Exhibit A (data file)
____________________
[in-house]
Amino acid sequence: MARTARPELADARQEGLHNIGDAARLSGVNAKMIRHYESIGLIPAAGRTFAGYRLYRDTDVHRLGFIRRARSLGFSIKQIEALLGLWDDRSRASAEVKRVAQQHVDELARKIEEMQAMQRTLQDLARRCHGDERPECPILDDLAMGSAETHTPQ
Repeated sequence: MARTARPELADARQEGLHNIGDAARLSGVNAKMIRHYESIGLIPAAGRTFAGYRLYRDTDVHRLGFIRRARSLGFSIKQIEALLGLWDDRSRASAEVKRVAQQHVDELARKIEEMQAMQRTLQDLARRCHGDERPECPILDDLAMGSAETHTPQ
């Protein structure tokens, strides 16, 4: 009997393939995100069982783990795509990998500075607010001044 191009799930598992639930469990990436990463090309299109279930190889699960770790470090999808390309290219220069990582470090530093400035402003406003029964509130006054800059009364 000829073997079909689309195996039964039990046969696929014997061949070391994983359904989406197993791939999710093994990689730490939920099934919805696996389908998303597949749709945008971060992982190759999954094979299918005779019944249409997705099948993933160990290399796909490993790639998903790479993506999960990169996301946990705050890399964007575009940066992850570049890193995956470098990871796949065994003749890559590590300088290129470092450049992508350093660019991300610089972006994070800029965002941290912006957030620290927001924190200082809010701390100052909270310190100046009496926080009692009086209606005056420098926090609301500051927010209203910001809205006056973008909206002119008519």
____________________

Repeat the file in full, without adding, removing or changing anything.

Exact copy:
[in-house]
Amino acid sequence: MARTARPELADARQEGLHNIGDAARLSGVNAKMIRHYESIGLIPAAGRTFAGYRLYRDTDVHRLGFIRRARSLGFSIKQIEALLGLWDDRSRASAEVKRVAQQHVDELARKIEEMQAMQRTLQDLARRCHGDERPECPILDDLAMGSAETHTPQ
Repeated sequence: MARTARPELADARQEGLHNIGDAARLSGVNAKMIRHYESIGLIPAAGRTFAGYRLYRDTDVHRLGFIRRARSLGFSIKQIEALLGLWDDRSRASAEVKRVAQQHVDELARKIEEMQAMQRTLQDLARRCHGDERPECPILDDLAMGSAETHTPQ
């Protein structure tokens, strides 16, 4: 009997393939995100069982783990795509990998500075607010001044 191009799930598992639930469990990436990463090309299109279930190889699960770790470090999808390309290219220069990582470090530093400035402003406003029964509130006054800059009364 000829073997079909689309195996039964039990046969696929014997061949070391994983359904989406197993791939999710093994990689730490939920099934919805696996389908998303597949749709945008971060992982190759999954094979299918005779019944249409997705099948993933160990290399796909490993790639998903790479993506999960990169996301946990705050890399964007575009940066992850570049890193995956470098990871796949065994003749890559590590300088290129470092450049992508350093660019991300610089972006994070800029965002941290912006957030620290927001924190200082809010701390100052909270310190100046009496926080009692009086209606005056420098926090609301500051927010209203910001809205006056973008909206002119008519």